© The Financial Times Ltd 2015 FT and 'Financial Times' are trademarks of The Financial Times Ltd.
If business schools are to teach the next generation of business leaders with a view to making a difference, there has to be a meeting of minds, a nexus, between business schools and government policy makers, a connection that has yet to be experienced on any significant scale in business education.
We spend significant amounts of time educating the current generation on the best business practices. Recently, the term “sustainable” has become prominent in almost every academic discipline associated with the study of business, as business education has attempted to respond to the apparent increase in sensitivity to ethics and sustainability issues. Nonetheless, we are still some way from creating that synergy between business and policy.
One of the key reasons for this traditional separation is the way in which careers in business and politics tend to be kept apart – witness the continued existence of schools for business and schools for public policy.
In France, for example, SciencesPo, has a reputation for supplying the political sphere with renowned alumni. Business schools around the world have done the same, building generations of businessmen and women to lead the corporate world. Although such efforts may have established an identity for the schools, they have also unintentionally separated professional classes.
Recently business schools have argued for the introduction of interdisciplinary courses. Various intellectual concepts have been coined such as “capstone project”, “action project” and “live case study” in an attempt to live up to the expectations of the academic industry, which wants to look as if it is moving faster than it actually is. In fact business education remains trapped in the same business model that has been around for the past 30 years. And although there have been minor structural advances, the signs of the collapse of this model are becoming visible.
Perhaps along the way, business schools have missed an opportunity to ensure a functional connection between the education on offer and public policy. For example business schools are still unsure how the private and public sectors can work together – relying on the proliferation of NGOs to close that gap. But the efforts of NGOs are not enough and could in fact be seen as condoning the gap, between business schools and public policy.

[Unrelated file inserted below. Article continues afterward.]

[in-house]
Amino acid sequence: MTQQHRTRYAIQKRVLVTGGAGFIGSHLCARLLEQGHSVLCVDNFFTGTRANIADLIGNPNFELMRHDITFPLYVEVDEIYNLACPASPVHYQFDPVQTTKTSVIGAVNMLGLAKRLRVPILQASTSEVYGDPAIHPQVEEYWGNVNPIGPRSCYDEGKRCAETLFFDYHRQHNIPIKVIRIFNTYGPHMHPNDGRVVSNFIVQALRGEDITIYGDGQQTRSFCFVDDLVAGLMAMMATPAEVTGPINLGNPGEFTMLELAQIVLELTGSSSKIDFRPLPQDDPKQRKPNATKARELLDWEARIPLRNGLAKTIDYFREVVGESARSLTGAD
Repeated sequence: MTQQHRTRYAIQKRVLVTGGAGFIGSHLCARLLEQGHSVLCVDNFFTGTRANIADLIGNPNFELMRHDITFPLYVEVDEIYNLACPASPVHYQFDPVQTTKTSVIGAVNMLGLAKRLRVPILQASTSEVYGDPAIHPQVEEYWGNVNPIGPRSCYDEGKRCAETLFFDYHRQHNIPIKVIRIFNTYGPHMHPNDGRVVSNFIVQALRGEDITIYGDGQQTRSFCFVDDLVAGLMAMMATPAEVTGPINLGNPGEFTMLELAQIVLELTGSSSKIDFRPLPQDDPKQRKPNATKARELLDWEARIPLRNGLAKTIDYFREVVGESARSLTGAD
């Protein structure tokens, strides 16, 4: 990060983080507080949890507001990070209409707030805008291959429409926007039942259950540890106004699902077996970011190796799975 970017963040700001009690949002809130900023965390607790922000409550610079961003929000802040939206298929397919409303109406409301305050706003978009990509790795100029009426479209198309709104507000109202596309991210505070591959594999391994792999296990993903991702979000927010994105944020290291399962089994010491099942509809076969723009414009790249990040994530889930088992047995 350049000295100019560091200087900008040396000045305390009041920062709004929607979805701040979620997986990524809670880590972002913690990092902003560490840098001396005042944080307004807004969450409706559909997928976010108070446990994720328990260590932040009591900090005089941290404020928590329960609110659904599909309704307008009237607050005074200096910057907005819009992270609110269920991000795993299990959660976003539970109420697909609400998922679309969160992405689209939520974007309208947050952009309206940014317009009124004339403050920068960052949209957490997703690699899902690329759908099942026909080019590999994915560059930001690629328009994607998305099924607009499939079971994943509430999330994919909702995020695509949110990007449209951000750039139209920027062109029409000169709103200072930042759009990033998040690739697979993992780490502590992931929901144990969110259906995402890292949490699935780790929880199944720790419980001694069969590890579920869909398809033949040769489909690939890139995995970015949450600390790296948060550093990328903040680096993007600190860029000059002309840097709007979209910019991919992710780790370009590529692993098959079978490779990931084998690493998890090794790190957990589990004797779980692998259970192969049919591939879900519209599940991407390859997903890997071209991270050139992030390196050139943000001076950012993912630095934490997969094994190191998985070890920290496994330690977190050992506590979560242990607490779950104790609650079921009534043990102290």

But business modelling and the business mindset can be brought into public policy. Governments and their stakeholders can be viewed as elements of a system and the degree of power and influence associated with each element of that system can be analysed.
Business school students have the language needed to understand complex problems, but they spend large portions of their studies looking at best practices and models that inevitably recall a world of the past, rather than one that hints at glimpses of the future. Such a focus creates a significant challenge for business school students, who are forced to cope with the gap between their expectations of business and the reality after graduation.
In contrast, the careers of public servants are characterised by controlled (un) certainty, supported by mechanisms of old-school power dynamics. These dynamics permeate activities, creating a culture in which simplicity is an acceptable way to escape the complex questions. Inevitably, such a culture results in complacency and inefficiency.
However, business schools can help the public sector by creating a dialogue that can help to navigate the lack of consensus and the partisan views. All that is needed is to trigger the right conversations and a context of co-operation, where private and public spheres are part of the same DNA.
In the future, business and civil society will be forced to recognise that the previous models of the world no longer work. There will be a move to look for areas where the organisational configurations that emerge from the synergy between business and policy can be established. We are already witnessing this when we see the growing numbers of graduates who are joining the Clinton and Gates Foundations.
We can prepare our current students for careers in areas that as yet they are unaware of and in fact may not necessarily master – but nonetheless are areas that reflect society’s move towards a world of great inclusion.
The author is an associate professor of business and economics at Grenoble Ecole de Management, an instructor at Harvard Extension School and a senior associate at the University of Cambridge, CPSL.
Copyright The Financial Times Limited 2015. You may share using our article tools.
Please don't cut articles from FT.com and redistribute by email or post to the web.